For the most part, this pattern continued into March, but a few subtle adjustments allowed for a bit more snow than in February.
Average Monthly Temperature: 38.1 F
Departure from Average: -4.4 F
Right off the bat, NYC saw 4.8″ of snow on March 1st, in another setup that really had no business giving us that much snow. In most winter airmasses, this storm would have given the area rain and sleet, since the storm tracked to our north, but instead we got snow because of the Arctic airmass in place. One of the major themes of the month was above normal temperatures in the Southeast, and below average temperatures in our area and especially in SE Canada — creating a stronger than average temperature gradient. This helped precipitation to blossom in the form of snow.
After a brief warmup to 45 degrees on March 4th along with a bit of rain, the ingredients began developing into a snowstorm that everyone likely remembers. A cold front on the leading edge of more Arctic air was approaching the region, and multiple waves of energy rode along this front. Initially, precipitation started as rain. However, as the cold front crossed, temperatures plummeted through the 30s and into the 20s. Due to the southeast ridging, the front stalled just to our south, so the waves of energy were still very close to our region — this time in a much colder airmass. This occurred with an incredibly strong jet stream just to our north, aiding in periods of moderate to heavy snow all day on March 5th. It started off as a wet snow, clinging to the trees and bushes, but then became a fine powder with textbook snowflakes that blanketed the region with 6-9″ of snow. NYC saw 7.5″ from this storm.
After the 7.5″ of snow, the temperature fell to 12 degrees in NYC, and we recorded a 19″ snow-depth on the morning of March 6th. The temperatures slowly warmed up a bit, as we lost some of the Alaskan ridging that had been supplying us with Arctic air. We finally hit a high of 59 degrees on March 11th, but then the wintry pattern reloaded on March 18th, as another cold front came through the region. While the Arctic air was somewhat modified, we had enough cold air for yet another snow event on March 20th, the first day of Spring. This was a classic wet-snow event, as heavy wet snow clung to trees and bushes, creating a beautiful wintry scene. 4.5″ of snow fell in NYC, though some locations had as much as 5-6″ of snow. The stronger March sun angle initially meant the snow didn’t stick to the warmer roads, but as we lost solar heating, the snow eventually stuck to the roads as well.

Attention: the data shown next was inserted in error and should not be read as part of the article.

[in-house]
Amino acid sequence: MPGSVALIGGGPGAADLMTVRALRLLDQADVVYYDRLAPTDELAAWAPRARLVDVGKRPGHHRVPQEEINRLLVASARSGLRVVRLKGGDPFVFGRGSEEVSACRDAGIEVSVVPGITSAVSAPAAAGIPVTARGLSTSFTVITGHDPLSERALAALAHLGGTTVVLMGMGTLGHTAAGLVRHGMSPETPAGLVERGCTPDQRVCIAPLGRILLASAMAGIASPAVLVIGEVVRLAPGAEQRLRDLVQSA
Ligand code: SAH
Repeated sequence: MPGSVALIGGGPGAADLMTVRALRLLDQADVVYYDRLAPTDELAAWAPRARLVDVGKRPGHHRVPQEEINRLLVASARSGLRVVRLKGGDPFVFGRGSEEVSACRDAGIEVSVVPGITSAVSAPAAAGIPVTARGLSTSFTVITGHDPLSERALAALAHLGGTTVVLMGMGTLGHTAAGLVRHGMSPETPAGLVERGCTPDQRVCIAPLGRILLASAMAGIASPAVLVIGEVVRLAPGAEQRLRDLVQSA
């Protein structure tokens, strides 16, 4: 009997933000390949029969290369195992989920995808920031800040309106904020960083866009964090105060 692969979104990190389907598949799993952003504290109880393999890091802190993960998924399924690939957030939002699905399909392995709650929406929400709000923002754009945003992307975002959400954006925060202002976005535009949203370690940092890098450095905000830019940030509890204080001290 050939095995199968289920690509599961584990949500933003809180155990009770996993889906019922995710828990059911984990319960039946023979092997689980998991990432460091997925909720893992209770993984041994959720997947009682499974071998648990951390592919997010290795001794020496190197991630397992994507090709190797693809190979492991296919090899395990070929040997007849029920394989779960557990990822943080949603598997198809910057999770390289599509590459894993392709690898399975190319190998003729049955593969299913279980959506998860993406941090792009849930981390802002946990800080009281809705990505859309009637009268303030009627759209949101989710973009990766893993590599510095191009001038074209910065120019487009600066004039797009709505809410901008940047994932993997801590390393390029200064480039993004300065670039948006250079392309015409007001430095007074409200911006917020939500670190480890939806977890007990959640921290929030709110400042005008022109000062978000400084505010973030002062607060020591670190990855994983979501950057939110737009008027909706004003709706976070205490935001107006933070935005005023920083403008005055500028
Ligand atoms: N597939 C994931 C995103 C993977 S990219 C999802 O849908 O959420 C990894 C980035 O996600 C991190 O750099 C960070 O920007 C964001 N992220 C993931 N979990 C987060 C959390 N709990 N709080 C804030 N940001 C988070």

The chilly air stuck around after this storm, but due to the strong March sun angle, the snow melted quickly. March 28th saw a light snow event — snow fell but didn’t accumulate in most areas, parts of Suffolk County picked up several inches of snow with coatings and dustings in Nassau County and Queens. On March 30-31, there was a light rain storm, but it mixed with and changed to snow in parts of the region. New Jersey had minor accumulations, but only a trace of snow was recorded in NYC. After that, we were finally — FINALLY — done.
The hemispheric pattern had plenty of similarities to what we had been seeing all winter — lots of ridging in the West with plenty of cold air available in SE Canada. The trough wasn’t as deep in March compared to January and February, since there wasn’t as much ridging as a whole in Alaska. This is why it wasn’t quite as anomalously cold and why we were able to thaw out a bit in the middle of the month. But plenty of ridging in the West that poked into western Canada and Alaska still allowed for that bitterly cold air in SE Canada to plunge southward, creating -4 to -6 temperature departures for the month. The negative height anomalies in SE Canada and the positive height anomalies/ridge in the Southeast explains the strong temperature gradient that ignited our three snow events.
Winter as a whole (December through March):
Average Temperature: 33.1 F
Departure from Average: -3.9 F
Snowfall: 50.4″ (The average is 24 to 28″, depending on the time period you use)
Winter 2013-2014 as a whole (December through March):
Average Temperature: 34.2 F
Departure from Average: -2.8 F
Forecast Verification: One day, our forecasters will likely look back at this forecast with wide eyes of joy. But for now, we’ll nitpick the things that bother us about it — the things that didn’t come to fruition as we thought they would. Namely, the high latitude blocking and stratospheric warming event to kick it off. In the end, enhanced solar activity helped to tighten the stratospheric vortex during the month of December. While a stratospheric warming event did eventually occur, it wasn’t as strong and sudden as we anticipated.
The hemispheric pattern that developed never quite allowed high latitude blocking to lock in to place over the Atlantic and Greenland. While we did see a tremendous amount of ridging on the West Coast into British Columbia and Alaska, we never saw the same ridging over Greenland and Northern Canada. Without that ridging there, we couldn’t slow down the pattern enough to get “the big one”. The lack of blocking allowed Juno to remain slightly progressive — and also was a major part in keeping the pattern generally progressive throughout the winter. New England was able to benefit despite the lack of a blocking pattern due to their latitude and longitudinal differences.
These details are why most of this winter was very cold with several moderate snow events (what actually happened), as opposed to a bit less cold (but still cold) with a large snow event (what we forecast).
Still, this winter forecast will be looked at as a great success. Our forecast for colder, snowier than normal conditions worked out well. While the blocking didn’t work out, the pattern in the Pacific played out mostly as forecast. This allowed for the progression of winter getting colder and snowier as it went on — with February being the coldest month — to work out very well. And some people in our forecast area (Long Island) still did get a major to historic snowstorm in Juno, so our signaling the potential for a big event somewhat verified.
Regardless of specifics, this winter will remembered as one of the “Great ones” in New York, New Jersey, and Connecticut — and especially into New England. The tremendous amount of cold and snow, and historically persistent snow, won’t be soon forgotten.
Thank you all for following along with us during this special winter.
We’ll be back at it sooner than you can say “Summer”.